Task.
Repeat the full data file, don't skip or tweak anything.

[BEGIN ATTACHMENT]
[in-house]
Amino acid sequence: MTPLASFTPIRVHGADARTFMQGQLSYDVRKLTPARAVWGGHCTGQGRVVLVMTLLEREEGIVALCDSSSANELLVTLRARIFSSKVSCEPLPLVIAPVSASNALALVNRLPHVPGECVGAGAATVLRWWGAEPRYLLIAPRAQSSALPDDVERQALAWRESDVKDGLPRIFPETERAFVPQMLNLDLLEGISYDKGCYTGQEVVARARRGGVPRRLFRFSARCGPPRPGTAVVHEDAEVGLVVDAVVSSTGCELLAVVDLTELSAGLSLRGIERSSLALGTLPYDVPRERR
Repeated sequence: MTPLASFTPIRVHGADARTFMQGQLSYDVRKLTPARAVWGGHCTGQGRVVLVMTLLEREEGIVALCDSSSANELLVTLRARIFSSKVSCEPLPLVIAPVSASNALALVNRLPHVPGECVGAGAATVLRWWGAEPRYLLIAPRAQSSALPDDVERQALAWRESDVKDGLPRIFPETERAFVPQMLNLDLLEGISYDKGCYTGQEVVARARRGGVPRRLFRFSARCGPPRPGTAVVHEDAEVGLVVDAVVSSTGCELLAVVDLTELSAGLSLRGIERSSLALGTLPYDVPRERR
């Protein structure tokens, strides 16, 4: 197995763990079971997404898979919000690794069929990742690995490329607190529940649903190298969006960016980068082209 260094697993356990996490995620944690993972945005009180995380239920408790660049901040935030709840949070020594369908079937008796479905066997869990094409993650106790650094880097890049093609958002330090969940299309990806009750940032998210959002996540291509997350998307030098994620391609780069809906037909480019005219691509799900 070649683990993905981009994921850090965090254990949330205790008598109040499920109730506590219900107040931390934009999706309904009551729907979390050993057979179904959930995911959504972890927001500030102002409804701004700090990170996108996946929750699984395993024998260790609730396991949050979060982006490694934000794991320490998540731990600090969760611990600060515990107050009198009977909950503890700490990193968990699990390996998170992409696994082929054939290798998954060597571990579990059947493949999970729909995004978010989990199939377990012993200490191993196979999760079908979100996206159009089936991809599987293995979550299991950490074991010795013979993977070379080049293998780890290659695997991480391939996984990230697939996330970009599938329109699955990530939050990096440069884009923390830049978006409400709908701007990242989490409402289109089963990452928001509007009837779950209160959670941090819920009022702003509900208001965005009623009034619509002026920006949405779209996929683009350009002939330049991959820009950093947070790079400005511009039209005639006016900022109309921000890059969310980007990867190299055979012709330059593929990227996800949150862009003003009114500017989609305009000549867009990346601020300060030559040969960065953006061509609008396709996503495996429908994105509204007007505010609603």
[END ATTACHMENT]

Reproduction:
[in-house]
Amino acid sequence: MTPLASFTPIRVHGADARTFMQGQLSYDVRKLTPARAVWGGHCTGQGRVVLVMTLLEREEGIVALCDSSSANELLVTLRARIFSSKVSCEPLPLVIAPVSASNALALVNRLPHVPGECVGAGAATVLRWWGAEPRYLLIAPRAQSSALPDDVERQALAWRESDVKDGLPRIFPETERAFVPQMLNLDLLEGISYDKGCYTGQEVVARARRGGVPRRLFRFSARCGPPRPGTAVVHEDAEVGLVVDAVVSSTGCELLAVVDLTELSAGLSLRGIERSSLALGTLPYDVPRERR
Repeated sequence: MTPLASFTPIRVHGADARTFMQGQLSYDVRKLTPARAVWGGHCTGQGRVVLVMTLLEREEGIVALCDSSSANELLVTLRARIFSSKVSCEPLPLVIAPVSASNALALVNRLPHVPGECVGAGAATVLRWWGAEPRYLLIAPRAQSSALPDDVERQALAWRESDVKDGLPRIFPETERAFVPQMLNLDLLEGISYDKGCYTGQEVVARARRGGVPRRLFRFSARCGPPRPGTAVVHEDAEVGLVVDAVVSSTGCELLAVVDLTELSAGLSLRGIERSSLALGTLPYDVPRERR
């Protein structure tokens, strides 16, 4: 197995763990079971997404898979919000690794069929990742690995490329607190529940649903190298969006960016980068082209 260094697993356990996490995620944690993972945005009180995380239920408790660049901040935030709840949070020594369908079937008796479905066997869990094409993650106790650094880097890049093609958002330090969940299309990806009750940032998210959002996540291509997350998307030098994620391609780069809906037909480019005219691509799900 070649683990993905981009994921850090965090254990949330205790008598109040499920109730506590219900107040931390934009999706309904009551729907979390050993057979179904959930995911959504972890927001500030102002409804701004700090990170996108996946929750699984395993024998260790609730396991949050979060982006490694934000794991320490998540731990600090969760611990600060515990107050009198009977909950503890700490990193968990699990390996998170992409696994082929054939290798998954060597571990579990059947493949999970729909995004978010989990199939377990012993200490191993196979999760079908979100996206159009089936991809599987293995979550299991950490074991010795013979993977070379080049293998780890290659695997991480391939996984990230697939996330970009599938329109699955990530939050990096440069884009923390830049978006409400709908701007990242989490409402289109089963990452928001509007009837779950209160959670941090819920009022702003509900208001965005009623009034619509002026920006949405779209996929683009350009002939330049991959820009950093947070790079400005511009039209005639006016900022109309921000890059969310980007990867190299055979012709330059593929990227996800949150862009003003009114500017989609305009000549867009990346601020300060030559040969960065953006061509609008396709996503495996429908994105509204007007505010609603």